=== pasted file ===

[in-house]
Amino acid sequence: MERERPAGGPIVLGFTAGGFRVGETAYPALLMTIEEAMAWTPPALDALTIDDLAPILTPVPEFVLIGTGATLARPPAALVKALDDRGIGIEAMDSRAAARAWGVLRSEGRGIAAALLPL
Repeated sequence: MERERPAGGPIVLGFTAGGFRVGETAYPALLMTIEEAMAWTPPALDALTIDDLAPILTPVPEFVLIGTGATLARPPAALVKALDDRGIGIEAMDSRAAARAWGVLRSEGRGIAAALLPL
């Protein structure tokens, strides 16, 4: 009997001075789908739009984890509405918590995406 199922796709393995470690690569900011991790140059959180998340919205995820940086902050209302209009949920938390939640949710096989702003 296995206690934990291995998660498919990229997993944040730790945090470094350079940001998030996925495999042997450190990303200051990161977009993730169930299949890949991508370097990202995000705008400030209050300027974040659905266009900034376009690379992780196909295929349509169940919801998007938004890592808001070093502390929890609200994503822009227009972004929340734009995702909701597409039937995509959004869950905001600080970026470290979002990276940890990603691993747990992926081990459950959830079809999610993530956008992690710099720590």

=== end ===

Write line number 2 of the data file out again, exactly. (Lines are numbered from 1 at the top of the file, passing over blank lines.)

Amino acid sequence: MERERPAGGPIVLGFTAGGFRVGETAYPALLMTIEEAMAWTPPALDALTIDDLAPILTPVPEFVLIGTGATLARPPAALVKALDDRGIGIEAMDSRAAARAWGVLRSEGRGIAAALLPL